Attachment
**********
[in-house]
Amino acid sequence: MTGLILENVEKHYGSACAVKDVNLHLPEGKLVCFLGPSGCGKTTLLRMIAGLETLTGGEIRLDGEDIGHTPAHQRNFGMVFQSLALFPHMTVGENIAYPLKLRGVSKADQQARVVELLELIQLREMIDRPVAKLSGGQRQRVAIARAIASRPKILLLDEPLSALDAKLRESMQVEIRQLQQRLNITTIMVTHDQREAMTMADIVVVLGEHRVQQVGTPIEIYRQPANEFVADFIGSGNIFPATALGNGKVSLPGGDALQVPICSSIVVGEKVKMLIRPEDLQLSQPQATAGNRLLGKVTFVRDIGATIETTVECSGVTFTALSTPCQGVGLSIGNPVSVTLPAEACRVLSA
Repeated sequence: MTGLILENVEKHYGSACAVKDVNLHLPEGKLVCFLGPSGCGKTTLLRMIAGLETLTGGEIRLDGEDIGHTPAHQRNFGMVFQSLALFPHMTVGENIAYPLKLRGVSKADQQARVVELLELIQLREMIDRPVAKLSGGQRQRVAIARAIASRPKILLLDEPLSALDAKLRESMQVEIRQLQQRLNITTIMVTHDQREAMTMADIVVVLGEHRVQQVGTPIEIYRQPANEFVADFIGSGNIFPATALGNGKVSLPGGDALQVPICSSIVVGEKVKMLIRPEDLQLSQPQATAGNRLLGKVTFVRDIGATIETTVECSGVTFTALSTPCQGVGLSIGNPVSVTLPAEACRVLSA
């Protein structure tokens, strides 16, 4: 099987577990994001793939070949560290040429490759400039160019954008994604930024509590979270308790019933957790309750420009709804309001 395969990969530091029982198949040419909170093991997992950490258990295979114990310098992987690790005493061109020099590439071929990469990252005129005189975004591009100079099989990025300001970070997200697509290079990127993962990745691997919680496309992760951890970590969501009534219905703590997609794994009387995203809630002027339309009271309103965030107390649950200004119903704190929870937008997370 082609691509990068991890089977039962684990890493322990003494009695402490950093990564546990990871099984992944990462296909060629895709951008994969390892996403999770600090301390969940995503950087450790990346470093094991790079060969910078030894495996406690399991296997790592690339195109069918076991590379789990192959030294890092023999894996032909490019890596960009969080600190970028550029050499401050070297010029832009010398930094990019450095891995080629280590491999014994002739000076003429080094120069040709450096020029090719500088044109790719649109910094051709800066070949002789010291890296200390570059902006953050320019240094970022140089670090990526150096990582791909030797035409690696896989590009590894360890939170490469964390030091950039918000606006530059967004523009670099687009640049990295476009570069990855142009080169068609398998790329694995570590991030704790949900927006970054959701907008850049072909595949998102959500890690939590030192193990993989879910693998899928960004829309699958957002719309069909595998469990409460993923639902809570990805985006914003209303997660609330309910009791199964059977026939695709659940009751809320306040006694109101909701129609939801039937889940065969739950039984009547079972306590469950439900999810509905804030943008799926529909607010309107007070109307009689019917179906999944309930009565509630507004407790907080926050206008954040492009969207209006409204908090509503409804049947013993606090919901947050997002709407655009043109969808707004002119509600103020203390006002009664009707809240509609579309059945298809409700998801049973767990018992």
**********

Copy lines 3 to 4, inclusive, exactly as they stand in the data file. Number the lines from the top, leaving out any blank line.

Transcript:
Repeated sequence: MTGLILENVEKHYGSACAVKDVNLHLPEGKLVCFLGPSGCGKTTLLRMIAGLETLTGGEIRLDGEDIGHTPAHQRNFGMVFQSLALFPHMTVGENIAYPLKLRGVSKADQQARVVELLELIQLREMIDRPVAKLSGGQRQRVAIARAIASRPKILLLDEPLSALDAKLRESMQVEIRQLQQRLNITTIMVTHDQREAMTMADIVVVLGEHRVQQVGTPIEIYRQPANEFVADFIGSGNIFPATALGNGKVSLPGGDALQVPICSSIVVGEKVKMLIRPEDLQLSQPQATAGNRLLGKVTFVRDIGATIETTVECSGVTFTALSTPCQGVGLSIGNPVSVTLPAEACRVLSA
């Protein structure tokens, strides 16, 4: 099987577990994001793939070949560290040429490759400039160019954008994604930024509590979270308790019933957790309750420009709804309001 395969990969530091029982198949040419909170093991997992950490258990295979114990310098992987690790005493061109020099590439071929990469990252005129005189975004591009100079099989990025300001970070997200697509290079990127993962990745691997919680496309992760951890970590969501009534219905703590997609794994009387995203809630002027339309009271309103965030107390649950200004119903704190929870937008997370 082609691509990068991890089977039962684990890493322990003494009695402490950093990564546990990871099984992944990462296909060629895709951008994969390892996403999770600090301390969940995503950087450790990346470093094991790079060969910078030894495996406690399991296997790592690339195109069918076991590379789990192959030294890092023999894996032909490019890596960009969080600190970028550029050499401050070297010029832009010398930094990019450095891995080629280590491999014994002739000076003429080094120069040709450096020029090719500088044109790719649109910094051709800066070949002789010291890296200390570059902006953050320019240094970022140089670090990526150096990582791909030797035409690696896989590009590894360890939170490469964390030091950039918000606006530059967004523009670099687009640049990295476009570069990855142009080169068609398998790329694995570590991030704790949900927006970054959701907008850049072909595949998102959500890690939590030192193990993989879910693998899928960004829309699958957002719309069909595998469990409460993923639902809570990805985006914003209303997660609330309910009791199964059977026939695709659940009751809320306040006694109101909701129609939801039937889940065969739950039984009547079972306590469950439900999810509905804030943008799926529909607010309107007070109307009689019917179906999944309930009565509630507004407790907080926050206008954040492009969207209006409204908090509503409804049947013993606090919901947050997002709407655009043109969808707004002119509600103020203390006002009664009707809240509609579309059945298809409700998801049973767990018992």